We're All Mormons Now, Janeen Jacobs Brady

Rosalynde WelchThere are two kinds of thirty-something North American Mormons: those who can complete the phrase, "And if you want to study a Mormon, I'm a _______"—and those who can't. If you can, chances are you were a middling-sized kid in the late seventies someplace along the Mormon corridor. During your early childhood, your parents acquired a cassette tape from Brite Music, a multi-level-marketed music production company. And at that moment, most of the neural networks in your hippocampus—neurons you might later vainly wish to devote to Bayes' theorem, or the Krebs cycle, or the location of your car keys—were forever captured by the lyrics and melodies of Janeen Jacobs Brady.

(It's "living specimen," by the way.)

I'm a Mormon, yes I am!
And if you want to study a Mormon I'm a living specimen.
Maybe you think I'm just like anybody else you see,
But trust in my word,
You'll quickly observe,
I'm different as can be!

Janeen Brady, a Utah-based LDS mother of nine, composed prolifically during the 1970s and 1980s. She almost always wrote for children, and the breadth of her oeuvre was impressive: in addition to her Mormon-themed songs, Brady's music covered safety guidelines, American patriotism, reading and writing, and even the multiplication table. She received some national recognition for her Safety Kids series in the 1980s, but as the stream of new products from Brite Music slowed after that, she faded from cultural consciousness. These days, most young Mormon children know her single contribution to the official Children's Songbook, "I Lived in Heaven."

For those of us who imbibed Brady's work during childhood, a scrap of melody or phrase ferries us across the decades with a breath. But even without the transport of nostalgia, to listen to the Brady album "Songs for a Mormon Child" is to pass an hour in the 1970s, so steeped is her songwriting in the flavors and fixations of that decade. The album favors bustling orchestrations of energetic marches, like the iconic "I'm a Mormon," and disco-influenced bass lines, as in "My Big Brother's Going on a Mission." The songs are full of playful winks like the klezmer references in "I Know the Prophets," and the clever trick rhymes in "Got a Dime in my Pocket:" "Got a dime in my pocket / I can feel when I walk, it / Kinda rolls and bounces around."

The lyrics, too, declare their vintage at every turn. The songs focus on temple building and on missionary work, and in particular on senior missionary service, which began to grow in popularity in the 1970s. They provide a melody for the church public relations strategy of that decade, reclaiming the label "Mormon" and creating a recognizable public image. And of course they set to 4/4 time the vigorous pro-natal stance of the 1970s church, glimpsing occasionally the incipient culture war surrounding feminism and the ERA.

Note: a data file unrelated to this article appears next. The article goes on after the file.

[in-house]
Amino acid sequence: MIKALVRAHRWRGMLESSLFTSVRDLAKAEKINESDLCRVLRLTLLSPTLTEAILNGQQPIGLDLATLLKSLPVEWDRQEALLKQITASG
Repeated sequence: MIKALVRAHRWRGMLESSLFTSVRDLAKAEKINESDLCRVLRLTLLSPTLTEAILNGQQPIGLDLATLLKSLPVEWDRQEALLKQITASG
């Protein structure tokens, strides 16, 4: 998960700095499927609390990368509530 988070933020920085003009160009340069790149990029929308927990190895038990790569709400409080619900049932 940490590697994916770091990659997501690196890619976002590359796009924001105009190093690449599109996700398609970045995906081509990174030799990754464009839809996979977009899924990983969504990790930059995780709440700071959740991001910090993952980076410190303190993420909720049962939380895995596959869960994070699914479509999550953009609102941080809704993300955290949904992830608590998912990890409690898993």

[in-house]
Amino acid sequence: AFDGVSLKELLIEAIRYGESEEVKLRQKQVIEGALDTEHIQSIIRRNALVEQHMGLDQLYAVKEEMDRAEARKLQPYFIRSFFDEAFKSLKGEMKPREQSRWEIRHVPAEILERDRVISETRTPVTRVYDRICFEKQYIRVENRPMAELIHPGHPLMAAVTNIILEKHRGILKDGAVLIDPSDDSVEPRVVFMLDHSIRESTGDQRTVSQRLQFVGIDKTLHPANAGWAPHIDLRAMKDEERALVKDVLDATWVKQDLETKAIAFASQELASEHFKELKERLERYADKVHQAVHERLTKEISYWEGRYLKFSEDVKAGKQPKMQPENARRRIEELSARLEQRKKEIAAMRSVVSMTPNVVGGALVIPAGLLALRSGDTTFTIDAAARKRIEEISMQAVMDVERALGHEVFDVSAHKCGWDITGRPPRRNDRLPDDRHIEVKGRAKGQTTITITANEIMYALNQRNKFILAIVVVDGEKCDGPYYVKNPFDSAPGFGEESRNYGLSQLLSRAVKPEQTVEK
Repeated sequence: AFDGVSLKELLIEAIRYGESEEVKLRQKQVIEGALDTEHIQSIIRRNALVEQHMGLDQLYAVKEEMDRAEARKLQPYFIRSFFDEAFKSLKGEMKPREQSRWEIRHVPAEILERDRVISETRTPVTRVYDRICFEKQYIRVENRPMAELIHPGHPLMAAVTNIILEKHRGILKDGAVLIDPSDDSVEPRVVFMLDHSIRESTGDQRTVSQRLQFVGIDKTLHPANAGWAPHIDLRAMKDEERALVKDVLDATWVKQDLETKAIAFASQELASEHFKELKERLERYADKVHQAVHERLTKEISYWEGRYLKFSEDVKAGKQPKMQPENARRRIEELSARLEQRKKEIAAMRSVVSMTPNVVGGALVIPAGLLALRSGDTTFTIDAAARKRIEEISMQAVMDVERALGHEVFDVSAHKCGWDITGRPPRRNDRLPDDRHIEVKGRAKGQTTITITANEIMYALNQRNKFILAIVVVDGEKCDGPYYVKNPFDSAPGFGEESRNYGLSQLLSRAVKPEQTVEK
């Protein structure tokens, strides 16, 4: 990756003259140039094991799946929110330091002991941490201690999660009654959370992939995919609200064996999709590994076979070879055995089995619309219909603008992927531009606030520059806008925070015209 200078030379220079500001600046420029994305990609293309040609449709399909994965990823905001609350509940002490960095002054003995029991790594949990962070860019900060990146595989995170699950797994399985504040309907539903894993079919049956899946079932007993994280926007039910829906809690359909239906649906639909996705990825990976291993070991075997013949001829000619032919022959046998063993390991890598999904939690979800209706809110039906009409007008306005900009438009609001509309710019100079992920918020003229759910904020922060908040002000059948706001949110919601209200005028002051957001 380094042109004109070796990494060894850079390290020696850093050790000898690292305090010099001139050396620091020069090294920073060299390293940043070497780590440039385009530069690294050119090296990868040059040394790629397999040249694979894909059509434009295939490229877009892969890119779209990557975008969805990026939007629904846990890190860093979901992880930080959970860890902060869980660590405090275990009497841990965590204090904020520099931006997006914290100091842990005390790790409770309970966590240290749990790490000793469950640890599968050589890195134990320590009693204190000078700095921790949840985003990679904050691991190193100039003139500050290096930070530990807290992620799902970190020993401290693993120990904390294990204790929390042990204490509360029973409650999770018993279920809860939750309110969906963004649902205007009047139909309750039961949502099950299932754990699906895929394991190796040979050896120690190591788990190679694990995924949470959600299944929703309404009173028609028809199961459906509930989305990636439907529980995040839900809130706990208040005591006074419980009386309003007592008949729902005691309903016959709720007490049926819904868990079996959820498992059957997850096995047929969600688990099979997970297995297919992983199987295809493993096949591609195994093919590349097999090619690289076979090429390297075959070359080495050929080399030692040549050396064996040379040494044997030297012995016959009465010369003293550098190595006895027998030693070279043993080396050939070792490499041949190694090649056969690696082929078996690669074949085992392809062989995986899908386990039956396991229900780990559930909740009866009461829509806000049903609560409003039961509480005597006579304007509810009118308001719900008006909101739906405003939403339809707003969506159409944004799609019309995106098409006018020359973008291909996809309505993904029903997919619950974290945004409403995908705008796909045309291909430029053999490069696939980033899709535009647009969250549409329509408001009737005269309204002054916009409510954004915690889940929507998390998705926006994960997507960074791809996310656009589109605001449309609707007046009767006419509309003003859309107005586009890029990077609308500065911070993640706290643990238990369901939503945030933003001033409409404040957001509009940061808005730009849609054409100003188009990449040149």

Chronology would thus set Brady alongside Mormon songwriters Carol Lynn Pearson and Lex de Azevedo, and indeed her music bears comparison with My Turn on Earth and Saturday's Warrior as instances of musical pop-theology. But where Pearson's didacticism is leavened by metaphor, and de Azevedo's is driven by dramatic narrative, Brady's lyrics are virtually free of both. A question suggests itself, then: while Carol Lynn Pearson's verse plainly exceeds mere ideology and asserts itself as poetry, can one make a similar case for the artistic merit of Brady's work? Is there any poetry to be found in the Janeen Jacobs Brady songbook?

By any account, the most prominent feature of Brady's songwriting is its didacticism. But if she hearkened to a school-teacherly muse, her music was never school-marmish; her work is overtly didactic, but it is rarely dreary. And while the songs deliver a straightforward message, they also draw attention to the messenger: there is often a trusted adult implied in the world of the song, a second person who conveys the message to the child narrator—a mother, a father, a teacher. "My Teacher Told Me I Should Never Tell a Lie" is a good example of this:

My teacher told me I should never tell a lie,
For a lie will bring you trouble sure as pie;
It's an awful thing to do,
And it's true as true as true,
You'll get caught, and then you'll start to cry.

The song is about honesty, yes, but it's also about a child's relationship with her teacher—that is, about an exchange with authority. For a child, authority is first embodied in a living person, and authoritative discourse is first spoken by the same mouth that moments ago kissed, clucked or crooned to the child. This insight—that gospel truths are always already socially contextualized for children—is one that is largely absent from the Children's Songbook, and it is the poorer for it.